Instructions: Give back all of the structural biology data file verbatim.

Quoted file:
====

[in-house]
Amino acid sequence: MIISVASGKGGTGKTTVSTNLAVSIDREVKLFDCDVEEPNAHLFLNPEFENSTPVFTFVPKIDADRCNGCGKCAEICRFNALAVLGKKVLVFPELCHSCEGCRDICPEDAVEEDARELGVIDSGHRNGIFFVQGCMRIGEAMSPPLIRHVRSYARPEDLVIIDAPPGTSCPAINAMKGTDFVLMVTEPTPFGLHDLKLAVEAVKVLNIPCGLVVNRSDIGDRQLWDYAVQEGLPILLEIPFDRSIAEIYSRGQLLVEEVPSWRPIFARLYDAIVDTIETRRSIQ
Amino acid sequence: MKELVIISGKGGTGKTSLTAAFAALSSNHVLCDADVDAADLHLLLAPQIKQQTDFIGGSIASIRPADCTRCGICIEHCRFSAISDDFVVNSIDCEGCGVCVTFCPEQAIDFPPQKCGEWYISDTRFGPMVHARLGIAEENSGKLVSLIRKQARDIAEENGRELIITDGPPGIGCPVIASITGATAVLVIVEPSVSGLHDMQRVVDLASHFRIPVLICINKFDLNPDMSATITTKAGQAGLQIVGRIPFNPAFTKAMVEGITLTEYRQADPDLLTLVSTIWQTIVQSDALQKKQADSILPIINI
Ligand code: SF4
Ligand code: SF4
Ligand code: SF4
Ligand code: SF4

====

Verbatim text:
[in-house]
Amino acid sequence: MIISVASGKGGTGKTTVSTNLAVSIDREVKLFDCDVEEPNAHLFLNPEFENSTPVFTFVPKIDADRCNGCGKCAEICRFNALAVLGKKVLVFPELCHSCEGCRDICPEDAVEEDARELGVIDSGHRNGIFFVQGCMRIGEAMSPPLIRHVRSYARPEDLVIIDAPPGTSCPAINAMKGTDFVLMVTEPTPFGLHDLKLAVEAVKVLNIPCGLVVNRSDIGDRQLWDYAVQEGLPILLEIPFDRSIAEIYSRGQLLVEEVPSWRPIFARLYDAIVDTIETRRSIQ
Amino acid sequence: MKELVIISGKGGTGKTSLTAAFAALSSNHVLCDADVDAADLHLLLAPQIKQQTDFIGGSIASIRPADCTRCGICIEHCRFSAISDDFVVNSIDCEGCGVCVTFCPEQAIDFPPQKCGEWYISDTRFGPMVHARLGIAEENSGKLVSLIRKQARDIAEENGRELIITDGPPGIGCPVIASITGATAVLVIVEPSVSGLHDMQRVVDLASHFRIPVLICINKFDLNPDMSATITTKAGQAGLQIVGRIPFNPAFTKAMVEGITLTEYRQADPDLLTLVSTIWQTIVQSDALQKKQADSILPIINI
Ligand code: SF4
Ligand code: SF4
Ligand code: SF4
Ligand code: SF4